China, S.Korea slam Abe’s shrine visit

By Liu Yunlong Source:Global Times Published: 2013-12-27 1:08:01

A Shinto priest (right) leads Japanese Prime Minister Shinzo Abe (center) as he visits the controversial Yasukuni Shrine in Tokyo on Thursday. Photo: AFP

China on Thursday slammed Japanese Prime Minister Shinzo Abe for paying an inflammatory visit to the Yasukuni Shrine, and warned that Tokyo will bear consequences.

South Korea also blasted the "anachronistic" move and Tokyo's chief ally the US declared itself "disappointed" with Abe's act that will "exacerbate tensions with Japan's neighbors."

Abe described his visit as a pledge against war and said it was not aimed at hurting feelings in China or South Korea.

The Yasukuni Shrine is the believed repository of around 2.5 million souls of Japan's war dead, most of them common soldiers. However, 14 Class-A war criminals from World War II who committed heinous crimes against the victimized Asian people remain honored there.

"Some people criticize the visit to Yasukuni as paying homage to war criminals, but the purpose of my visit today is to renew the pledge that Japan must never wage a war again," Abe said in a statement released after the visit.

Stressing that it was natural for a nation's leader to pay his respects to those who died for their country, Abe said, "I have no intention to hurt the feelings of the Chinese or South Korean people."

China's foreign minister Wang Yi Thursday summoned Japanese Ambassador to China Masato Kitera to lodge solemn representations with and strong protest against Abe's visit to the Yasukuni Shrine.

"The act of Japan's Prime Minister Shinzo Abe to pay a blatant homage to the Yasukuni Shrine where Class-A war criminals of World War II are honored is against the tide of history, which not only openly challenges international justice but also grossly tramples on human conscience," said Wang.

Chinese foreign ministry spokesman Qin Gang Thursday said "Abe's visit to the Yasukuni Shrine jeopardizes the political foundation of China-Japan relations and erects new barriers to the improvement and growth of bilateral relations. The Japanese side must take all the consequences arising therefrom." China's defense ministry Thursday made a similar comment over the issue.

In what seems to be a reaction to Abe's visit, Chinese Vice Premier Liu Yandong reportedly cancelled a meeting with Japanese parliament members on Thursday.

South Korea Thursday termed the visit a deplorable and anachronistic act that damaged ties between the two countries and summoned a top Japanese diplomat in Seoul to protest.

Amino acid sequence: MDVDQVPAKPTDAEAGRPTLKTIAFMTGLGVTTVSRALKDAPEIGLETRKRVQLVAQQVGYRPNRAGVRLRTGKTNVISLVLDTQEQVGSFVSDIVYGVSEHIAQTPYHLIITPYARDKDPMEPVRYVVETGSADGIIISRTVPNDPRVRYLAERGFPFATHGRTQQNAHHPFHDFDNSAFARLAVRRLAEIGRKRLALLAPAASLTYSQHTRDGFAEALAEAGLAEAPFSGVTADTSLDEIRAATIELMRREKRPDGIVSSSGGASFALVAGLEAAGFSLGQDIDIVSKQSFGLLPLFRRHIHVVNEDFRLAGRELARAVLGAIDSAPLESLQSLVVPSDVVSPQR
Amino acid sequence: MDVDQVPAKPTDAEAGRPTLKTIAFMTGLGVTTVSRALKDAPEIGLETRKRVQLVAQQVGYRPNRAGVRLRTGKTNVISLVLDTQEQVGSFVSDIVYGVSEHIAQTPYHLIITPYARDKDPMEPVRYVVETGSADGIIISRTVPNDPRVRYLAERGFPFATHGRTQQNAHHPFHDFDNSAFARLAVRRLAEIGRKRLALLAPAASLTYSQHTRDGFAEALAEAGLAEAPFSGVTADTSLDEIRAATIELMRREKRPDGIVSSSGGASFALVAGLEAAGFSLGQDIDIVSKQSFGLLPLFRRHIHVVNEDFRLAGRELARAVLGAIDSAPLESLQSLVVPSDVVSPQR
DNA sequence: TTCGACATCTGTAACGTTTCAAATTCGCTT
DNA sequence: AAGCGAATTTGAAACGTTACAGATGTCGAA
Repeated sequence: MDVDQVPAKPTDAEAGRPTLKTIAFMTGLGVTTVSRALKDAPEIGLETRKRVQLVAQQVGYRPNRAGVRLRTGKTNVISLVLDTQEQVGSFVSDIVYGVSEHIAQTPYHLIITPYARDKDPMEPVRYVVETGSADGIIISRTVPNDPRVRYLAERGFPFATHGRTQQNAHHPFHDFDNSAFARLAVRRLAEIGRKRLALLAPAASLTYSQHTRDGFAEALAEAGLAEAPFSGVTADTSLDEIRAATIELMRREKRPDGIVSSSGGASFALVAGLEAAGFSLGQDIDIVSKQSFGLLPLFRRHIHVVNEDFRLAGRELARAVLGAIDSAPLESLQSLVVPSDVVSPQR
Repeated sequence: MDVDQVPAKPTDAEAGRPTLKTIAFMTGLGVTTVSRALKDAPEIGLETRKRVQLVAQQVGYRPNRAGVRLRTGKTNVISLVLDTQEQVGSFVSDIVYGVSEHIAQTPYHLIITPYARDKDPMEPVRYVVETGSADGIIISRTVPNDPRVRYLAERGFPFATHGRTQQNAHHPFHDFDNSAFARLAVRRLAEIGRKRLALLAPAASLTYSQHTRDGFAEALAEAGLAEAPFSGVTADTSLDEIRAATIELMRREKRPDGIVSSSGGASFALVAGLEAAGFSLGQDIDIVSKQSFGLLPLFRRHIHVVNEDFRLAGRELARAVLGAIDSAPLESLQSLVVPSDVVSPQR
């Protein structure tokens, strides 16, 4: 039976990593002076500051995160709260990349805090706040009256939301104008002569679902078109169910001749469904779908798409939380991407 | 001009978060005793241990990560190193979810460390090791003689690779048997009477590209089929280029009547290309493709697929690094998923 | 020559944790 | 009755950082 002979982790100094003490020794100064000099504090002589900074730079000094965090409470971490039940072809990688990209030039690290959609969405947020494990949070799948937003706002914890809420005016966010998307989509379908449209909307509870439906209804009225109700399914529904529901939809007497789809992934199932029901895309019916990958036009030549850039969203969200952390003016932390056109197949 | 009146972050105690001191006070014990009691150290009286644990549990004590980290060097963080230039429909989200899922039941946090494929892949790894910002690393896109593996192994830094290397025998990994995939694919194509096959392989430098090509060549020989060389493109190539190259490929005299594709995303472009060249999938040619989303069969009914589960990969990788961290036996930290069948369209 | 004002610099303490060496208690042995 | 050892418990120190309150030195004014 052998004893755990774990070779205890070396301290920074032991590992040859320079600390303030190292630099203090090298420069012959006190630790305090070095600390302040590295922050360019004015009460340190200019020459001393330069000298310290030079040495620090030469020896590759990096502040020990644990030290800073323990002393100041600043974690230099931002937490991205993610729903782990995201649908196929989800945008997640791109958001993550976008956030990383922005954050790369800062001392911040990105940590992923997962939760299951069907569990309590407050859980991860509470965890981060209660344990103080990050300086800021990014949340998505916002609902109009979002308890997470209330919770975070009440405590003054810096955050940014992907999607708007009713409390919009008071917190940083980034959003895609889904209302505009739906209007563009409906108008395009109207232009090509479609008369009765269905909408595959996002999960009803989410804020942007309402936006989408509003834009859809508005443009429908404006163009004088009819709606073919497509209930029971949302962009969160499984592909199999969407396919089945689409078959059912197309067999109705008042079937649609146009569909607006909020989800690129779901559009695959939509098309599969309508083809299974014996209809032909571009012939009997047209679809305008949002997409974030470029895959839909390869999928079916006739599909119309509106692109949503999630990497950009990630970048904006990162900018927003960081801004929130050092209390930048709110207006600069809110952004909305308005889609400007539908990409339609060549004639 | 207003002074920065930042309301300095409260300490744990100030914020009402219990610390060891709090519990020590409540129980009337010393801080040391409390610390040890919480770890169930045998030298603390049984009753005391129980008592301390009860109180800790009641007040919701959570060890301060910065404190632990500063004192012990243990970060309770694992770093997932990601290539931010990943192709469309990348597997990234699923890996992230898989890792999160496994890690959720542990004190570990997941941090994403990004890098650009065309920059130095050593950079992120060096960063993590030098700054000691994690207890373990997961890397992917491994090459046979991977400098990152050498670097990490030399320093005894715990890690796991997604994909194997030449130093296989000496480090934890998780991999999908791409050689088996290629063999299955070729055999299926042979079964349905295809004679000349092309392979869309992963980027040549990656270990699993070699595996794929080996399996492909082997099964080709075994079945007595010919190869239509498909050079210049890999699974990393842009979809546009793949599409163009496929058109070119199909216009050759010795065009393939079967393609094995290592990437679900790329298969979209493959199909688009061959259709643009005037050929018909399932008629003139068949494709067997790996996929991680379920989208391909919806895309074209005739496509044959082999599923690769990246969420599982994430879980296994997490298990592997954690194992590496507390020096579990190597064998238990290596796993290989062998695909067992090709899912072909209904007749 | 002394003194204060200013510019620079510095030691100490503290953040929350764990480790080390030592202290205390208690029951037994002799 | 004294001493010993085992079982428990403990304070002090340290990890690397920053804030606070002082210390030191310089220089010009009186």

"The visit ... is an anachronistic behavior that fundamentally damages not only relations between the South and Japan but also the stability and cooperation of Northeast Asia," Seoul's culture minister Yoo Jin-ryong told reporters.

"Sino-Japanese relations had been expected to have some improvement in 2014, but Abe's act further froze the already chilled bilateral relationship," Hu Lingyuan, a professor with the Center for Japanese Studies at Fudan University, told the Global Times.

Japan's ally the US Thursday also expressed its criticism, with a statement by the US Embassy in Tokyo saying "The United States is disappointed that Japan's leadership has taken an action that will exacerbate tensions with Japan's neighbors."

Fuji News Network Thursday reported that the US in November demanded Abe give up the plan to visit the shrine, fearing the tension between China and Japan would break the stability of East Asia.

Wang Ping, a research fellow with the Institute of Japanese Studies at the Chinese Academy of Social Sciences, told the Global Times that as the US formulated the pacifist constitution for Japan, Japan's attempts to deny the post-World War II order would also be a gesture to deny the US.

The visit came exactly 12 months after Abe took power and the last incumbent Japanese prime minister to visit the shrine was Junichiro Koizumi in 2006.

Wang Ping said that Abe had publicly expressed his willingness to visit the Yasukuni Shrine this year and he hopes to show the image of a man who keeps his promises by paying the visit on the first anniversary of taking office.

Hu noted that 2014 will be a key year for Abe to implement Japan's new security strategy and medium-term defense buildup plan as well as attempts to broaden the role of the military to permit collective self-defense.

"Abe is trying to arouse a mood of domestic nationalism, creating a good atmosphere," said Hu.

Japan's ruling camp were divided on Abe's visit, while the opposition criticized his visit to the controversial shrine.

Natsuo Yamaguchi, leader of the New Komeito Party, which is a part of the ruling bloc, said he expressed opposition to the prime minister before the shrine visit, adding that Abe has to cope with the impact on Japan's foreign relations by himself as he clearly understands the aftermath of his visit.

Secretary General of Japan's Social Democratic Party Mataichi Seiji criticized Abe's move as unbelievable, saying it is active militarism after the prime minister said he would follow a proactive pacifist road.

Agencies contributed to this story

Posted in: Asia-Pacific

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